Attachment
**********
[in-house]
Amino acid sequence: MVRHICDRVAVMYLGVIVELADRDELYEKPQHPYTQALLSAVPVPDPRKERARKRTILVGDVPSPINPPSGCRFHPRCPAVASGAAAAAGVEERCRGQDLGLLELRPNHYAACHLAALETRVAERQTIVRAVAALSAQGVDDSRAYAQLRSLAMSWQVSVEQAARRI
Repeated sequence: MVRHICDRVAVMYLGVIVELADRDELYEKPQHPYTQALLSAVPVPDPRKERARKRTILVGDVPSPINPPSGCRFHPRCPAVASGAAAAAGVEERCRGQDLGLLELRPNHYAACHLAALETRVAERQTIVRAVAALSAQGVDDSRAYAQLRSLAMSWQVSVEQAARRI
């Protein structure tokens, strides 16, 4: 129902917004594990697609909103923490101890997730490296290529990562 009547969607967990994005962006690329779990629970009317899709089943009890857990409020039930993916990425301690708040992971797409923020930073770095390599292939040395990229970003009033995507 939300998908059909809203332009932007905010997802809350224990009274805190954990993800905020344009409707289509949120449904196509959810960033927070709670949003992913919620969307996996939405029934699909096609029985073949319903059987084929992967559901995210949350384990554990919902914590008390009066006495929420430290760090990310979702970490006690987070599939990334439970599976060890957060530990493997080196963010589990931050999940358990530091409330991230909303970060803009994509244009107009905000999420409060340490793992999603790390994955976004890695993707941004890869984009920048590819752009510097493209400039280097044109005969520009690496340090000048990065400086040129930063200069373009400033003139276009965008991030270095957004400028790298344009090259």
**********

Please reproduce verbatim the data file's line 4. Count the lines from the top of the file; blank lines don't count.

């Protein structure tokens, strides 16, 4: 129902917004594990697609909103923490101890997730490296290529990562 009547969607967990994005962006690329779990629970009317899709089943009890857990409020039930993916990425301690708040992971797409923020930073770095390599292939040395990229970003009033995507 939300998908059909809203332009932007905010997802809350224990009274805190954990993800905020344009409707289509949120449904196509959810960033927070709670949003992913919620969307996996939405029934699909096609029985073949319903059987084929992967559901995210949350384990554990919902914590008390009066006495929420430290760090990310979702970490006690987070599939990334439970599976060890957060530990493997080196963010589990931050999940358990530091409330991230909303970060803009994509244009107009905000999420409060340490793992999603790390994955976004890695993707941004890869984009920048590819752009510097493209400039280097044109005969520009690496340090000048990065400086040129930063200069373009400033003139276009965008991030270095957004400028790298344009090259």